Getting meta: a museum inside a gallery inside a library

Featured in The Harold printed newsletter: Issue 1 – Fall 2018

Tropical Contrast | Punta Salinas, Puerto Rico — A contrast on the Punta Salinas road, a few miles outside San Juan, Puerto Rico, as the great guns with which the U.S. is fortifying the island pass the humble ox cart of a Puerto Rican “Jibaro” (mountain man). Credit line (ACME) 1-12-40
Tropical Contrast | Punta Salinas, Puerto Rico — A contrast on the Punta Salinas road, a few miles outside San Juan, Puerto Rico, as the great guns with which the U.S. is fortifying the island
pass the humble ox cart of a Puerto Rican “Jibaro” (mountain man). Credit line (ACME) 1-12-40.

Currently on view in the gallery, Pablo Delano’s conceptual art installation, The Museum of the Old Colony, uses reproduced materials and curatorial approaches familiar from traditional historical and anthropological museums (such as walls painted “imperial gray”!). Delano aims to critique the role of photography, archives, and museums in constructing problematic narratives and images of Puerto Rico and Puerto Ricans, and in naturalizing the socioeconomic and military exploitation of the island by the United States since 1898. The gallery context provides a place for shifting those narratives and engaging in important conversations.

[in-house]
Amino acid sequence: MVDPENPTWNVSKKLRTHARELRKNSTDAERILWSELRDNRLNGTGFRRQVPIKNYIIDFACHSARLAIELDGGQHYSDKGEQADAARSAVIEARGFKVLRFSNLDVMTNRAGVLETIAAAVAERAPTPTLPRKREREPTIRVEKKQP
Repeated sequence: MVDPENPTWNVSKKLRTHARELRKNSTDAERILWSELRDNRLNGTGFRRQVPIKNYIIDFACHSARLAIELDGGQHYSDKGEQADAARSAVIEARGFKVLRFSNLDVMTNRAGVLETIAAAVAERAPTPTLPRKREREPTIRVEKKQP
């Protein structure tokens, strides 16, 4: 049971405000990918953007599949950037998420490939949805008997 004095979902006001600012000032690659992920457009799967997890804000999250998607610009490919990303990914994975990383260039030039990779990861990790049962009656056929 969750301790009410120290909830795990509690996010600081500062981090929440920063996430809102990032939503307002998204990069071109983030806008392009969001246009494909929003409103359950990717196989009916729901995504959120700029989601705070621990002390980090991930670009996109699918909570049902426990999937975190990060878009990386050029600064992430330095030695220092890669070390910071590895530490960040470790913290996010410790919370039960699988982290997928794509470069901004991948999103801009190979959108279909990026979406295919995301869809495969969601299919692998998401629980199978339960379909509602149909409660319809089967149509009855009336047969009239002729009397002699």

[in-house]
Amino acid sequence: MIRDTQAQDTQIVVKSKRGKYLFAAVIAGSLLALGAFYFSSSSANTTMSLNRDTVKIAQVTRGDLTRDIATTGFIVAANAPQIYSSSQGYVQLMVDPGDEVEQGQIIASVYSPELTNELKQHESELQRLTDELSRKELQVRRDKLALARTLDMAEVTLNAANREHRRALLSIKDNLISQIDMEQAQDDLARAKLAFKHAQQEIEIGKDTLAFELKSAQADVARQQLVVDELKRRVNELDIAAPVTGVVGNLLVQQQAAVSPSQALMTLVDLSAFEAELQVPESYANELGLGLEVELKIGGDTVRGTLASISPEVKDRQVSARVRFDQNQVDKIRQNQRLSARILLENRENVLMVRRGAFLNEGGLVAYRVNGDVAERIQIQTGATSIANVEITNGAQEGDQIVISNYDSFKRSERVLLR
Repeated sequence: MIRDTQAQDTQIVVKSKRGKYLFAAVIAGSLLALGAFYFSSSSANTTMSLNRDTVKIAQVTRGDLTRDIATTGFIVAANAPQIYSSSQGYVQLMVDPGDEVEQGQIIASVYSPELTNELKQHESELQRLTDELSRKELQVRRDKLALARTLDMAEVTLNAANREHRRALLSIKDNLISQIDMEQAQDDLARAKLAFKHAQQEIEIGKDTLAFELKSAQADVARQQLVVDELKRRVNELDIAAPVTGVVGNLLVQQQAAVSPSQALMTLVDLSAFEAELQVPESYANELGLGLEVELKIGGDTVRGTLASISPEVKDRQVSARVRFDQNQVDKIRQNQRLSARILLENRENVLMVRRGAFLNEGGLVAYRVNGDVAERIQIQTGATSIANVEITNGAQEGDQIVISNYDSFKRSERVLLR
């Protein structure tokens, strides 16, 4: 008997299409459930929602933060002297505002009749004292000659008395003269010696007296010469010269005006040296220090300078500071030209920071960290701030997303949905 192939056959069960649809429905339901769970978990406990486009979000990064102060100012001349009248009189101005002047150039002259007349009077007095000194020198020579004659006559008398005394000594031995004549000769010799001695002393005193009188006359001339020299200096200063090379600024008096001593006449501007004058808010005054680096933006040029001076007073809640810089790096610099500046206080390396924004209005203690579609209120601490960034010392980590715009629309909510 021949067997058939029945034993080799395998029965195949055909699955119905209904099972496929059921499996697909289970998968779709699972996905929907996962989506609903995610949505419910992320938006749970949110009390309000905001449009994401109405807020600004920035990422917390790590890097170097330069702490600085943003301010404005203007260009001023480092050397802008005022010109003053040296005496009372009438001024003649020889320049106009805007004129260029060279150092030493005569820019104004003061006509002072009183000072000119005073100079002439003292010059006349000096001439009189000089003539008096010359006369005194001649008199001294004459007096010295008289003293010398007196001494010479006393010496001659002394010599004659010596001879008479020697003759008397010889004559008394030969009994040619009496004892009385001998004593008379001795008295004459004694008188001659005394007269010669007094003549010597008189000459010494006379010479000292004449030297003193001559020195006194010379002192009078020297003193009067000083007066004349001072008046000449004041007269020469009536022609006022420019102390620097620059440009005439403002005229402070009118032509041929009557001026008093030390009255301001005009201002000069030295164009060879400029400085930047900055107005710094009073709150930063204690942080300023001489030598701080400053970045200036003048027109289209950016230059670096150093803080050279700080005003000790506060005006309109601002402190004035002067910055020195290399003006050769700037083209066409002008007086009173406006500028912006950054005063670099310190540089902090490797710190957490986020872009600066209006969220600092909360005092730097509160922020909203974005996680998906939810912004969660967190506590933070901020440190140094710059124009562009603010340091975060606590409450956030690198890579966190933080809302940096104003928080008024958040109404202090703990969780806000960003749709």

What’s in a name?

The Museum of the Old Colony takes its name, in part, from a U.S. brand of soft drink called Old Colony, popular in Puerto Rico since the 1950s. Old Colony (the beverage) is available at
island groceries and restaurants in two flavors: grape and pineapple. Meanwhile, Puerto Rico has endured 523 years of colonial rule — first under Spain, now under the United States. The island, officially defined as an “unincorporated territory of the United States,” is widely regarded as the world’s oldest colony.

Come see this fascinating exhibit;
extended programming runs through November.

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